The purpose of this study was to examine the effects of speed training on sprint step kinematics and performance in male sprinters. Two groups of seven elite (best 100-m time: 10.37 ± 0.04 s) and seven sub-elite (best 100-m time: 10.71 ± 0.15 s) sprinters were recruited. Sprint performance was assessed in the 20 m (flying start), 40 m (standing start), and 60 m (starting block start). Step kinematics were extracted from the first nine running steps of the 20-m sprint using the Opto-Jump–Microgate system. Explosive power was quantified by performing the CMJ, standing long jump, standing triple jump, and standing five jumps. Significant post-test improvements (p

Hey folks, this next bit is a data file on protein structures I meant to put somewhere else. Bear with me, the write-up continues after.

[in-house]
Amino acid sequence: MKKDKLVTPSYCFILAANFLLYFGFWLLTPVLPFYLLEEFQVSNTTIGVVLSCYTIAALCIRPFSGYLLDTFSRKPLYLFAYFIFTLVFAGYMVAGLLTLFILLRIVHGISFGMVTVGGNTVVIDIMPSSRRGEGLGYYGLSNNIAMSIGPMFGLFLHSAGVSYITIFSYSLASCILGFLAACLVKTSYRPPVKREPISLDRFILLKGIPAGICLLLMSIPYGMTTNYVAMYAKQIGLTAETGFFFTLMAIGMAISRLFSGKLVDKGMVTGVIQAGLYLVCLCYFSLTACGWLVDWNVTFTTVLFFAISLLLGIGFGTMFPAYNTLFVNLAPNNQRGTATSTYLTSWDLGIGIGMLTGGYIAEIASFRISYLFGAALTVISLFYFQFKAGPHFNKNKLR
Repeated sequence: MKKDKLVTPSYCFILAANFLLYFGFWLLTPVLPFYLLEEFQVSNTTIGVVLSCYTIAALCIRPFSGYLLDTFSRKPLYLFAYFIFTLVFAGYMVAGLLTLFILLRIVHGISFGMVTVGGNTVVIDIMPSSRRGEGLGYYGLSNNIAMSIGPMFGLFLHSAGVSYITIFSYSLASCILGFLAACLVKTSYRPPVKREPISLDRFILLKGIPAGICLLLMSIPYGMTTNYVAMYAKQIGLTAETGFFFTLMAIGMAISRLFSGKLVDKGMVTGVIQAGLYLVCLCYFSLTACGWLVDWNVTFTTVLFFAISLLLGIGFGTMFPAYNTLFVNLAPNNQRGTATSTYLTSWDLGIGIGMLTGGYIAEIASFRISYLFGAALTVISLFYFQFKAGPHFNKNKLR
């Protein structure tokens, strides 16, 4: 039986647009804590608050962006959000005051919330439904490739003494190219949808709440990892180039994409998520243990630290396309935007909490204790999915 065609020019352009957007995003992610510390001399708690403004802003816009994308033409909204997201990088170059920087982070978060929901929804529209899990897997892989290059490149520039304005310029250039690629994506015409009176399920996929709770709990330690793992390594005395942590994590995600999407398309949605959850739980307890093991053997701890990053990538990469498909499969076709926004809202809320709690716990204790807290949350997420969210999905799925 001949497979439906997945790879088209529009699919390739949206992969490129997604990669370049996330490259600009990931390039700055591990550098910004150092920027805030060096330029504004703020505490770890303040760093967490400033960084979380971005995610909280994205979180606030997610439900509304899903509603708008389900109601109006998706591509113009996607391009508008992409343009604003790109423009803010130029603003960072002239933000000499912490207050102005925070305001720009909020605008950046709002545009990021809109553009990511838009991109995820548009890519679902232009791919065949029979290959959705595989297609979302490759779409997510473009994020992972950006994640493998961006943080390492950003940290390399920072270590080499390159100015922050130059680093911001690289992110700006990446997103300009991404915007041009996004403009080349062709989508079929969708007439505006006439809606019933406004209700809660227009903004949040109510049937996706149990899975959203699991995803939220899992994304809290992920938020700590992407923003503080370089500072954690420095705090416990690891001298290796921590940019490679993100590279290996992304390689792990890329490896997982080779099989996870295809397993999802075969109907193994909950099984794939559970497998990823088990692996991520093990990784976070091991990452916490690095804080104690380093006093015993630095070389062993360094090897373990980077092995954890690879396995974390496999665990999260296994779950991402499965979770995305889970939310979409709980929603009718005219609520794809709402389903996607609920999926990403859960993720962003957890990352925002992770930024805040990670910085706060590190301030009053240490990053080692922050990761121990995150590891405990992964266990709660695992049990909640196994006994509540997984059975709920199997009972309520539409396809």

< 0.05) were observed in both groups of sprinters. Performance improved by 0.11 s (elite) and 0.06 s (sub-elite) in the 20-m flying start and by 0.06 s (elite) and 0.08 s (sub-elite) in the 60-m start block start. Strong post-test correlations were observed between 60-m block start performance and standing five jumps (SFJ) in the elite group and between 20-m flying start and 40-m standing start performance and standing long jump (SLJ) and standing triple jump (STJ) in the sub-elite group. Speed training (ST) shows potential in the reduction of step variability and as an effective short-term intervention program in the improvement of sprint performance.
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